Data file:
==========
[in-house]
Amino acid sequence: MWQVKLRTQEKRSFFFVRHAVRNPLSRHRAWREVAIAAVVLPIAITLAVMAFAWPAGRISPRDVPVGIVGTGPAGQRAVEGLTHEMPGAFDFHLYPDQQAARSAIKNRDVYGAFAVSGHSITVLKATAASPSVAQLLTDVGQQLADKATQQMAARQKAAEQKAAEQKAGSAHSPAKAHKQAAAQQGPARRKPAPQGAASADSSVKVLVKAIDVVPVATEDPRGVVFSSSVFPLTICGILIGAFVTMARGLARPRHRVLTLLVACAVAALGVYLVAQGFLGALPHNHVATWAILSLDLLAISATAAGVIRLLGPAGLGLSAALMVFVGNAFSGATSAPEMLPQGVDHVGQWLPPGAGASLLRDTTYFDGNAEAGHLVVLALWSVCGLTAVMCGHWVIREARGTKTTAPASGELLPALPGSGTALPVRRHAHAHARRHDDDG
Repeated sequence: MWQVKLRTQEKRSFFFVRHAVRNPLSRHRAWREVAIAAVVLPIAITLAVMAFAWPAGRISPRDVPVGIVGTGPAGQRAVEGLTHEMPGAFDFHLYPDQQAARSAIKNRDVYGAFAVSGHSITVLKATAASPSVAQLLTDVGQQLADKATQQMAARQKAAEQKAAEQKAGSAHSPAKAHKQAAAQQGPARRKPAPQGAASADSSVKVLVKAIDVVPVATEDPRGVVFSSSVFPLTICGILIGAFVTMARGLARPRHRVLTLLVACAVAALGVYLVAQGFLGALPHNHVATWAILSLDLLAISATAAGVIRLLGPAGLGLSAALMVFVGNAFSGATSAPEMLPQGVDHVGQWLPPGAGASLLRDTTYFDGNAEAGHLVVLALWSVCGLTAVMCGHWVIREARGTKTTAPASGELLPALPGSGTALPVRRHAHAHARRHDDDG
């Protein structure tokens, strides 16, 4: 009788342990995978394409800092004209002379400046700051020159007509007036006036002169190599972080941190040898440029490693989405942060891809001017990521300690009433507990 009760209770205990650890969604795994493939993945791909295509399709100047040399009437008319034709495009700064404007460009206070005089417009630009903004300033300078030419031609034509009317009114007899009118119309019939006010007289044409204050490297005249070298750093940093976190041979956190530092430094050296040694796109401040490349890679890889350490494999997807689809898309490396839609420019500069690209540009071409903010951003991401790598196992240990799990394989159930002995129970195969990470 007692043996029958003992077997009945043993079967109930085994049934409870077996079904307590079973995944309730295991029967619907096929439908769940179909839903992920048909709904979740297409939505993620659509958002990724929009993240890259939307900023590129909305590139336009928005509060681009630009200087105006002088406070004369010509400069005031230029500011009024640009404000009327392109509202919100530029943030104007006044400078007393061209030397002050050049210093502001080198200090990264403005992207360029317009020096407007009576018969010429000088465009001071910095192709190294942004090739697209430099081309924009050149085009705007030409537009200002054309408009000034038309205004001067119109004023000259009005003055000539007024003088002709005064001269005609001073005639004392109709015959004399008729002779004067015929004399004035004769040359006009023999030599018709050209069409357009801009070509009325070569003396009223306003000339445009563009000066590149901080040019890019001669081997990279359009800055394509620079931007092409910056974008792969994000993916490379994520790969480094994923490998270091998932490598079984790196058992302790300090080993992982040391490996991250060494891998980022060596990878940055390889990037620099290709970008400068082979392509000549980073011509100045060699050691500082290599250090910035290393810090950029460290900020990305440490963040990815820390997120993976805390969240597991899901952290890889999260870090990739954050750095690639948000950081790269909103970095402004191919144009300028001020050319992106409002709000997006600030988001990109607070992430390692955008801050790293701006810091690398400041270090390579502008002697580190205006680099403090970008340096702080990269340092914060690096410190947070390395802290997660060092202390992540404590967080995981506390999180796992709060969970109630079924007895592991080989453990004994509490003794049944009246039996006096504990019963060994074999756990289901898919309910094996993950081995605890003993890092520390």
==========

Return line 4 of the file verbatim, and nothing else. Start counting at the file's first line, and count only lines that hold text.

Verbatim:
């Protein structure tokens, strides 16, 4: 009788342990995978394409800092004209002379400046700051020159007509007036006036002169190599972080941190040898440029490693989405942060891809001017990521300690009433507990 009760209770205990650890969604795994493939993945791909295509399709100047040399009437008319034709495009700064404007460009206070005089417009630009903004300033300078030419031609034509009317009114007899009118119309019939006010007289044409204050490297005249070298750093940093976190041979956190530092430094050296040694796109401040490349890679890889350490494999997807689809898309490396839609420019500069690209540009071409903010951003991401790598196992240990799990394989159930002995129970195969990470 007692043996029958003992077997009945043993079967109930085994049934409870077996079904307590079973995944309730295991029967619907096929439908769940179909839903992920048909709904979740297409939505993620659509958002990724929009993240890259939307900023590129909305590139336009928005509060681009630009200087105006002088406070004369010509400069005031230029500011009024640009404000009327392109509202919100530029943030104007006044400078007393061209030397002050050049210093502001080198200090990264403005992207360029317009020096407007009576018969010429000088465009001071910095192709190294942004090739697209430099081309924009050149085009705007030409537009200002054309408009000034038309205004001067119109004023000259009005003055000539007024003088002709005064001269005609001073005639004392109709015959004399008729002779004067015929004399004035004769040359006009023999030599018709050209069409357009801009070509009325070569003396009223306003000339445009563009000066590149901080040019890019001669081997990279359009800055394509620079931007092409910056974008792969994000993916490379994520790969480094994923490998270091998932490598079984790196058992302790300090080993992982040391490996991250060494891998980022060596990878940055390889990037620099290709970008400068082979392509000549980073011509100045060699050691500082290599250090910035290393810090950029460290900020990305440490963040990815820390997120993976805390969240597991899901952290890889999260870090990739954050750095690639948000950081790269909103970095402004191919144009300028001020050319992106409002709000997006600030988001990109607070992430390692955008801050790293701006810091690398400041270090390579502008002697580190205006680099403090970008340096702080990269340092914060690096410190947070390395802290997660060092202390992540404590967080995981506390999180796992709060969970109630079924007895592991080989453990004994509490003794049944009246039996006096504990019963060994074999756990289901898919309910094996993950081995605890003993890092520390």